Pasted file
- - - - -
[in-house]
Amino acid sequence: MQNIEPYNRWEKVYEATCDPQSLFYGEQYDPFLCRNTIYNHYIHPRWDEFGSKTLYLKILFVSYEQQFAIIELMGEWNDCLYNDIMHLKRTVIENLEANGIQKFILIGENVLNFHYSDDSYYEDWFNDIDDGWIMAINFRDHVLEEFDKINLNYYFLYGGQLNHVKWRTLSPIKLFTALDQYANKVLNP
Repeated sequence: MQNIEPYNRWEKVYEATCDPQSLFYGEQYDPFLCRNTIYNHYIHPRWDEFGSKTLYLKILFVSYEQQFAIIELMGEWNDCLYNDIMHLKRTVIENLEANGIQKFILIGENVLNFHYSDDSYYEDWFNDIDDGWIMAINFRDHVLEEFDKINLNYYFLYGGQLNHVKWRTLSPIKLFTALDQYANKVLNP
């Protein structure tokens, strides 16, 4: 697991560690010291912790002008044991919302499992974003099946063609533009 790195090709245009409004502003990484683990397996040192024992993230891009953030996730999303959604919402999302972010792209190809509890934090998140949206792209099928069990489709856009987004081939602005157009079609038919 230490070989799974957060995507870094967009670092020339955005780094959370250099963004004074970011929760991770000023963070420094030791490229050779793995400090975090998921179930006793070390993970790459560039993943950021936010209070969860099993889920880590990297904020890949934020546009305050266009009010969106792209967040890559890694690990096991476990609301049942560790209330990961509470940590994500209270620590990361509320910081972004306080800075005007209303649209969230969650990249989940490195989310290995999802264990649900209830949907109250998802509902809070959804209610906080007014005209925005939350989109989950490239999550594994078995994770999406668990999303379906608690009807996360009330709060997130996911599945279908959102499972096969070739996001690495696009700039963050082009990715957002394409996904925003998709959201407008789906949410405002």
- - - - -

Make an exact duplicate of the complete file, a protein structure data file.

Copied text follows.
[in-house]
Amino acid sequence: MQNIEPYNRWEKVYEATCDPQSLFYGEQYDPFLCRNTIYNHYIHPRWDEFGSKTLYLKILFVSYEQQFAIIELMGEWNDCLYNDIMHLKRTVIENLEANGIQKFILIGENVLNFHYSDDSYYEDWFNDIDDGWIMAINFRDHVLEEFDKINLNYYFLYGGQLNHVKWRTLSPIKLFTALDQYANKVLNP
Repeated sequence: MQNIEPYNRWEKVYEATCDPQSLFYGEQYDPFLCRNTIYNHYIHPRWDEFGSKTLYLKILFVSYEQQFAIIELMGEWNDCLYNDIMHLKRTVIENLEANGIQKFILIGENVLNFHYSDDSYYEDWFNDIDDGWIMAINFRDHVLEEFDKINLNYYFLYGGQLNHVKWRTLSPIKLFTALDQYANKVLNP
């Protein structure tokens, strides 16, 4: 697991560690010291912790002008044991919302499992974003099946063609533009 790195090709245009409004502003990484683990397996040192024992993230891009953030996730999303959604919402999302972010792209190809509890934090998140949206792209099928069990489709856009987004081939602005157009079609038919 230490070989799974957060995507870094967009670092020339955005780094959370250099963004004074970011929760991770000023963070420094030791490229050779793995400090975090998921179930006793070390993970790459560039993943950021936010209070969860099993889920880590990297904020890949934020546009305050266009009010969106792209967040890559890694690990096991476990609301049942560790209330990961509470940590994500209270620590990361509320910081972004306080800075005007209303649209969230969650990249989940490195989310290995999802264990649900209830949907109250998802509902809070959804209610906080007014005209925005939350989109989950490239999550594994078995994770999406668990999303379906608690009807996360009330709060997130996911599945279908959102499972096969070739996001690495696009700039963050082009990715957002394409996904925003998709959201407008789906949410405002």